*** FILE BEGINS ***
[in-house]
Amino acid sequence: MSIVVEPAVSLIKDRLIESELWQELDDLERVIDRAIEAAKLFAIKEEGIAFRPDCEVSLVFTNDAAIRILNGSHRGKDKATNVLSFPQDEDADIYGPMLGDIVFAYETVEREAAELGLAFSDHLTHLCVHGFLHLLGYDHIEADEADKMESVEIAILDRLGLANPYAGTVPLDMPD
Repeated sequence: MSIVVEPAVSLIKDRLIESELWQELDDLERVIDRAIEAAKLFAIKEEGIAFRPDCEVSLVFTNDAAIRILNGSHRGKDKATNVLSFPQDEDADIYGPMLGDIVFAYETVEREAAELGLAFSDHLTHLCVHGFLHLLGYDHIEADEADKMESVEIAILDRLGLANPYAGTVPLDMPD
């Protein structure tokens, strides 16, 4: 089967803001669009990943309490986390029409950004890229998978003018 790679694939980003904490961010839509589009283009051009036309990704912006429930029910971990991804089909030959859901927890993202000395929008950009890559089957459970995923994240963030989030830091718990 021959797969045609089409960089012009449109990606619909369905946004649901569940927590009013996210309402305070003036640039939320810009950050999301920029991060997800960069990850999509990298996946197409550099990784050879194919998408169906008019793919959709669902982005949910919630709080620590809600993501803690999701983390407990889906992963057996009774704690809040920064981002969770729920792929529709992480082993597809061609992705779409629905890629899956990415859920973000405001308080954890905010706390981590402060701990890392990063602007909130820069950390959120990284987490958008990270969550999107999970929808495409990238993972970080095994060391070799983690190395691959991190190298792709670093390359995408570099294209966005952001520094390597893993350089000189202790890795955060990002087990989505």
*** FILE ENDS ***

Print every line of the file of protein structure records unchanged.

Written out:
[in-house]
Amino acid sequence: MSIVVEPAVSLIKDRLIESELWQELDDLERVIDRAIEAAKLFAIKEEGIAFRPDCEVSLVFTNDAAIRILNGSHRGKDKATNVLSFPQDEDADIYGPMLGDIVFAYETVEREAAELGLAFSDHLTHLCVHGFLHLLGYDHIEADEADKMESVEIAILDRLGLANPYAGTVPLDMPD
Repeated sequence: MSIVVEPAVSLIKDRLIESELWQELDDLERVIDRAIEAAKLFAIKEEGIAFRPDCEVSLVFTNDAAIRILNGSHRGKDKATNVLSFPQDEDADIYGPMLGDIVFAYETVEREAAELGLAFSDHLTHLCVHGFLHLLGYDHIEADEADKMESVEIAILDRLGLANPYAGTVPLDMPD
């Protein structure tokens, strides 16, 4: 089967803001669009990943309490986390029409950004890229998978003018 790679694939980003904490961010839509589009283009051009036309990704912006429930029910971990991804089909030959859901927890993202000395929008950009890559089957459970995923994240963030989030830091718990 021959797969045609089409960089012009449109990606619909369905946004649901569940927590009013996210309402305070003036640039939320810009950050999301920029991060997800960069990850999509990298996946197409550099990784050879194919998408169906008019793919959709669902982005949910919630709080620590809600993501803690999701983390407990889906992963057996009774704690809040920064981002969770729920792929529709992480082993597809061609992705779409629905890629899956990415859920973000405001308080954890905010706390981590402060701990890392990063602007909130820069950390959120990284987490958008990270969550999107999970929808495409990238993972970080095994060391070799983690190395691959991190190298792709670093390359995408570099294209966005952001520094390597893993350089000189202790890795955060990002087990989505």